More random thoughts. As always, I’m thinking about Japan and my parents’ failing health. My dad was hospitalized the other day and my mom is practically having a nervous breakdown. At the same time, regarding a return to Japan, it seems more and more likely we will be able to go to Sendai as early as next February 2012. As badly as we want to be back in Japan, I keep reminding myself that we can’t make any decisions until we see how my parents are doing and always keep in mind that God might be gently asking us to consider caring for them for a season. Thank God, I have peace about whatever we wind up doing and I’m not the anxious control freak that that I naturally tend to be.

Yesterday, Matthias and I discussed in depth that I am not the kind of woman who could live in the same place for 20+ years like our beloved moms. I’d get bored. I’m quite restless and so is he. We thrive on change, on travelling, on making sure things never get boring in our lives. Maybe we’re nuts, I cannot say. We’ve literally been all over the world since we got married and we’re moving again in ten days. We’ve either traveled to or lived in the following places: Costa Rica, El Salvador, southwest Germany, England, Scotland, Japan, and Berlin. We’re currently in Neuried, then we’ll go to Philadelphia until September, then Ewersbach, and then possibly Japan or NJ to care for my family. And yes, we like it this way.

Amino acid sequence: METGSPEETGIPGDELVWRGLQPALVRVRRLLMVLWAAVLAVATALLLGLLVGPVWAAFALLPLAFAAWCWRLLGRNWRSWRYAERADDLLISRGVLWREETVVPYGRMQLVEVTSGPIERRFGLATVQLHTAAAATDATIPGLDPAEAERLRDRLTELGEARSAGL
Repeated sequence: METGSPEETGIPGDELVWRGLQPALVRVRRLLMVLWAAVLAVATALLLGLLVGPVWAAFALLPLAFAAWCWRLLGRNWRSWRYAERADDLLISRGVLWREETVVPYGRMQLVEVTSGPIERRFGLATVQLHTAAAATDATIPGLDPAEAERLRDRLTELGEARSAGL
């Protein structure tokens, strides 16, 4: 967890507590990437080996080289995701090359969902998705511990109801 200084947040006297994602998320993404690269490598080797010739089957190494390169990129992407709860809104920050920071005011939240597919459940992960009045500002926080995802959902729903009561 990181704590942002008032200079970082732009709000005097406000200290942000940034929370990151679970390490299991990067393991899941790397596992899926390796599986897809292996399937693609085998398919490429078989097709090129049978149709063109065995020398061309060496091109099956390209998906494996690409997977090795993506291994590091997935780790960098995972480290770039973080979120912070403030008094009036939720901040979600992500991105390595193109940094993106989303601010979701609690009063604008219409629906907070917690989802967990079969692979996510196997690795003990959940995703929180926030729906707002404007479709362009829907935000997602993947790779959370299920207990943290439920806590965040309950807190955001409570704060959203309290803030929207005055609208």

If we have kids, I don’t think we’ll travel as much but we’ll still be moving around a lot. I wish we could skip from the infant stage to age 3-4 simply because I dread the thought of a shrieking baby on the flight not to mention the prospect of little or no sleep for 20 hours or more. Did I mention the thought of lugging around kids and suitcases when I’m a jet-lagged wreck makes me ill?  Eek. There were quite a few shrieking babies on this last flight from Tokyo…a glimpse of things to come? I sure hope not.

Speaking of kids, meeting our friends in Nagoya who adopted a Japanese baby got some wheels turning in my head.  For the first time ever, the thought of adopting a Japanese baby crossed my mind. As I have mentioned before, we are totally open to adopting, but not because we can’t conceive a baby. As far as I know, we’re perfectly healthy and able to have babies. However, honestly speaking, the idea of being infertile doesn’t freak me out that much. Of course, it would be painful if we could never have a baby naturally, but at the same time, I know adoption is a wonderful option. I mean, if my mom had been able to conceive, she and my dad never would have adopted me! Thanks to the “blessing” of my parents’ infertility, I got adopted by them and now we’re thinking of adopting kids one day. We’ll see. We’d have to be living in Japan to adopt a Japanese baby, and that day might be far off (or near, only God knows).

Anyway, pardon the jumping all over the place in this blog entry. I’ll blame jet lag for that. I hope this spell of jet lag wears off before we leave Germany. No worries, I’ll be jet-lagged all over again in New Jersey. Oh, the joys of being a world traveler.